OITA, Japan (Reuters) - France back rower Gregory Alldritt says the squad have taken full advantage of their extra time off to study their World Cup quarter-final opponents Wales in even greater depth, but have yet to uncover a new reason why they keep losing to them.
With their final pool game against England cancelled due to Typhoon Hagibis, France will have had two weeks to prepare for Sunday’s showdown in the southern Japanese city of Oita.
“We’ve had more time than expected to study our opponents and to work,” Alldritt told reporters on Wednesday. “We will have had two weeks without a match but we had high-intensity training sessions at the end of last week and on Monday.
“We tried to replicate match conditions so as to get the best out of it. It wouldn’t be correct to say we’ve had too much time before this match. I’d be more inclined to say that we’ve had enough time. I hope we’ll be ready for this weekend.”
Alldritt made his debut as a late replacement against Wales in the infamous Paris Six Nations game in February when his side blew a 16-0 lead to lose 24-19.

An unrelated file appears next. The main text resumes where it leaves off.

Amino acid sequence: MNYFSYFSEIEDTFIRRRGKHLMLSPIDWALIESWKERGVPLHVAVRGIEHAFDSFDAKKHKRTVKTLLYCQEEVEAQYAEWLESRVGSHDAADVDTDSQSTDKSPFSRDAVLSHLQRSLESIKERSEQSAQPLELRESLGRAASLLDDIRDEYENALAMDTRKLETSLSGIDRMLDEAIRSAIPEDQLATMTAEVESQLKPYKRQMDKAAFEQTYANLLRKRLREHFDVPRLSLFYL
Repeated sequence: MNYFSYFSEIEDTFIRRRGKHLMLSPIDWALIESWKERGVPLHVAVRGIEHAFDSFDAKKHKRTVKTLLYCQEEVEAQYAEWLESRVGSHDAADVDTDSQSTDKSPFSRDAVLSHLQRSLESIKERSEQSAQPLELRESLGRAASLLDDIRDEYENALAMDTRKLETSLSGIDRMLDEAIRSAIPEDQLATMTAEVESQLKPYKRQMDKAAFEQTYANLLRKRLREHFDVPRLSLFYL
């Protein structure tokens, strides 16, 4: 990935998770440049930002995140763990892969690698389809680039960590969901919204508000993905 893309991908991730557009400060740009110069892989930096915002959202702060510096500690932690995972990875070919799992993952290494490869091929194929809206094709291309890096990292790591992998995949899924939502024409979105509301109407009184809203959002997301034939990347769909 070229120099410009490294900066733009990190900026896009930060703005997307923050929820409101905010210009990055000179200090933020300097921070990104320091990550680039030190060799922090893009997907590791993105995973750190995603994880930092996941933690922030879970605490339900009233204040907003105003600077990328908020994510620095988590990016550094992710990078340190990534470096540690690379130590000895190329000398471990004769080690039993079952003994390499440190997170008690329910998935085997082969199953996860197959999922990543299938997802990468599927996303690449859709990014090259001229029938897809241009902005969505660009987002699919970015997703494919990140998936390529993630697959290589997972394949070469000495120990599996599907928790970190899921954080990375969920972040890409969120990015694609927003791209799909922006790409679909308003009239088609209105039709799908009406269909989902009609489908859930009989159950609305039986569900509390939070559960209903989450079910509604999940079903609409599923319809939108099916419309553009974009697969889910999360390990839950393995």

Sunday will be his 11th cap and he said he is still struggling to believe he is in Japan playing in a World Cup and not only that, but that his mobility and work-rate mean he has become the starting number eight ahead of the mighty Louis Picamoles.
“It probably still hasn’t sunk in what a journey I’ve been on,” he said. “Perhaps it will once the tournament is over when I see my family and friends. Two years ago I was playing in a reserves final in Federale 1 (for Auch in the French third division).”
Everyone in the French squad is painfully aware of their recent record against the Welsh - one win in their last eight matches - and Alldritt says there is no secret formula behind Warren Gatland’s team’s success.
“Every time we talk about Wales we say the same thing – this team have a clinical game, they do things simply but very well,” he said. “They never give up, they always maintain the same intensity for 80 minutes in big games.
“They also have good players in the back-row who can really impose their intensity. Justin Tipuric is the brains of that team towards the end of a match. He never gets tired.
“We’re not afraid, but we are wary.”
Reporting by Mitch Phillips; Editing by Christian Radnedge